Conservative Coalition Caught in Anti-Porn Ring!

Legislators vow to crack down on Internet child porn, even where it doesn't exist.

Conservative Coalition Caught in Anti-Porn Ring!
Illustration By Doug Potter

With the state budget now $7 billion in the hole and the 78th session of the Legislature just a few months away, Texans should brace themselves for even more than the usual seasonal political grandstanding: bills full of sound and fury, signifying nothing, and costing even less. One of the first such salvos was fired Aug. 15 by a group of legislators associated with the Texas Conservative Coalition, said to be founded on the principles of "limited government, individual liberties, free enterprise, and traditional family values." Presumably it was only the latter principle that motivated Geanie Morrison, R-Victoria, Mary Denny, R-Aubrey, Elizabeth Jones, R-San Antonio, and most redundantly of all, Arlene Wohlgemuth, R-Burleson, to call a press conference to impersonate The Simpsons' Helen Lovejoy in a choral performance of "Won't Somebody Please Think About the Children!"

The reps had gathered to denounce child pornography, particularly "virtual child pornography," since the U.S. Supreme Court ruled earlier this year that the portion of the federal Child Pornography Prevention Act of 1996 making it a crime to create, distribute, or possess virtual pornography is unconstitutional. The statute "prohibits speech that records no crime and creates no victims by its production," ruled the court, and "prohibits the visual depiction of an idea -- that of teenagers engaging in sexual activity -- that is a fact of modern society and has been a theme in art and literature throughout the ages."

Like Justice Antonin Scalia, who snorted at the notion that Romeo and Juliet or Lolita ("A great work of art!" he sneered) might be declared illegal under the statute, the collected Texas conservatives vowed to "make sure," said Rep. Jones, "that any child pornography law protects our children from being exploited and that it is enforceable." But when pressed by reporters to describe what sort of legislation they had in mind, the House members were more than a little vague, referring only in general to San Antonio Congressman Lamar Smith's proposed "Child Obscenity and Pornography Prevention Act" as a possible model. To enforce Texas' existing anti-pornography laws, they want continued priority funding for the Attorney General's Internet Bureau -- but earnestly declined to endorse Internet tax legislation (e.g., on presumably lucrative pornography Web sites) which might help provide those funds. "This particular group of conservative legislators does not support any new taxes," intoned Wohlgemuth.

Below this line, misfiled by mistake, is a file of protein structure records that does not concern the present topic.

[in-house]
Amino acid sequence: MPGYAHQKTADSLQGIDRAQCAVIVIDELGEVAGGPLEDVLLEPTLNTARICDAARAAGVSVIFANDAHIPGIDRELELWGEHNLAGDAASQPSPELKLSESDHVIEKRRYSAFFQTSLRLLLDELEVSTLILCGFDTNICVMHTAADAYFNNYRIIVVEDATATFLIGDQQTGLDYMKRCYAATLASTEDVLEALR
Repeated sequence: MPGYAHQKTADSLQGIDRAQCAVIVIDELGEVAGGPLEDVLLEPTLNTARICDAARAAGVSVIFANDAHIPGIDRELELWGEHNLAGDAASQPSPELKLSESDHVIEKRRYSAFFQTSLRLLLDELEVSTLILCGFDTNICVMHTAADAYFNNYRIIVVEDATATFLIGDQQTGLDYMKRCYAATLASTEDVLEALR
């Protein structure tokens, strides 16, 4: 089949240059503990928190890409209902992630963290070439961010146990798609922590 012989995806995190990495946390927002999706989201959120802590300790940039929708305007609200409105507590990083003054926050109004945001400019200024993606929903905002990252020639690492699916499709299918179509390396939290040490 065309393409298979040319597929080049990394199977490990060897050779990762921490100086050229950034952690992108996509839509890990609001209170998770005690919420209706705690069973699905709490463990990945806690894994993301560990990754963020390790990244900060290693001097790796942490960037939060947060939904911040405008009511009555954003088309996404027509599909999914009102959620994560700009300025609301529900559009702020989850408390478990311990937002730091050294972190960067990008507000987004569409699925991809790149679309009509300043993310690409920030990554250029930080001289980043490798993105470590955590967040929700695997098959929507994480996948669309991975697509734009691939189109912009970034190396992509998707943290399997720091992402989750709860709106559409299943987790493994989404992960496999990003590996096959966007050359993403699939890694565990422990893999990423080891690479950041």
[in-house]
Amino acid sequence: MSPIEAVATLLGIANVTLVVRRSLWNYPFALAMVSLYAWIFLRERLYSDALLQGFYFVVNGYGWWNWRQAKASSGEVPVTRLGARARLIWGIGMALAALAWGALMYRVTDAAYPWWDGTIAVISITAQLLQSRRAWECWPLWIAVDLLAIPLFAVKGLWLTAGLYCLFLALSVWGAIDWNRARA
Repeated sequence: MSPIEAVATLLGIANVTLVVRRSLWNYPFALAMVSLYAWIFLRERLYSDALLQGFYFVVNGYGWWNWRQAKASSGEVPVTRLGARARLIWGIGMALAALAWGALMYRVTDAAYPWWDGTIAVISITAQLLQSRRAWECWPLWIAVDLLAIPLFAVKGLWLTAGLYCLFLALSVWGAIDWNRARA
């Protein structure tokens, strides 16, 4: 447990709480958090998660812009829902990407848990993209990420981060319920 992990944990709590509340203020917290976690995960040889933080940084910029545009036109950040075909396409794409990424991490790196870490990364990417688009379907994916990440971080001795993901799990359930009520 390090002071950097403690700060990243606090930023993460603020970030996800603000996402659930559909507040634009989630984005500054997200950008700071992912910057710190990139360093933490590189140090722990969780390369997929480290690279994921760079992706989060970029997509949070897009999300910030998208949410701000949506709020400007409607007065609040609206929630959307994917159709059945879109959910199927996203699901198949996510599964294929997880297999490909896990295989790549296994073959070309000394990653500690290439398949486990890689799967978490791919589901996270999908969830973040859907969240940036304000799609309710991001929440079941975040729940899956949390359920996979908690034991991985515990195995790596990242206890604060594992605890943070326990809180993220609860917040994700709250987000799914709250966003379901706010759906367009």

Moreover, the Web-porn statistics the group distributed to the press seemed, well, a little wonky. Police authorities were said to estimate that anywhere from 40% to 62% of child molesters had downloaded Internet porn, that one Texas porn Web site alone had 250,000 subscribers, and that more than 100,000 such sites exist on the Net. By Naked City's admittedly very rough calculations, those hysterical numbers could work out to something like 1 billion child molesters running amok among us. Even allowing for a 50% or even a 75% discount on downloaders-as-molesters-in-waiting, that's a whole lot of potential molesters. Asked about those numbers, Wohlgemuth was not amused. "Even if there are only a very few child molesters," she responded sternly, "we take it very, very seriously." (The press conference had been hastily timed to follow a recent Web site porn bust in Corsicana, although that penny-ante operation was apparently run out of a full-time tattoo parlor -- no doubt, by Corsicana standards, an opulent den of iniquity.)

Also signing on to this noble effort were a couple of Republican reps who couldn't make the press conference in person. G.E. "Buddy-- West of Odessa sent an encouraging message saying he's been diligently working on this issue ever since last year, when the then-Odessa police chief was arrested for viewing and possessing child pornography. (Can't be too careful.) And Waxahachie's Jim Pitts also sent his congratulations to his colleagues for "working so hard to protect the children of Texas."

As Naked City recalls, the last time Rep. Pitts spoke at large on the topic of Texas children was a few sessions ago, during the Bush administration, when he filed a bill that would've authorized the death penalty for offenders as young as 11.

We're certain he was just thinking about the children.

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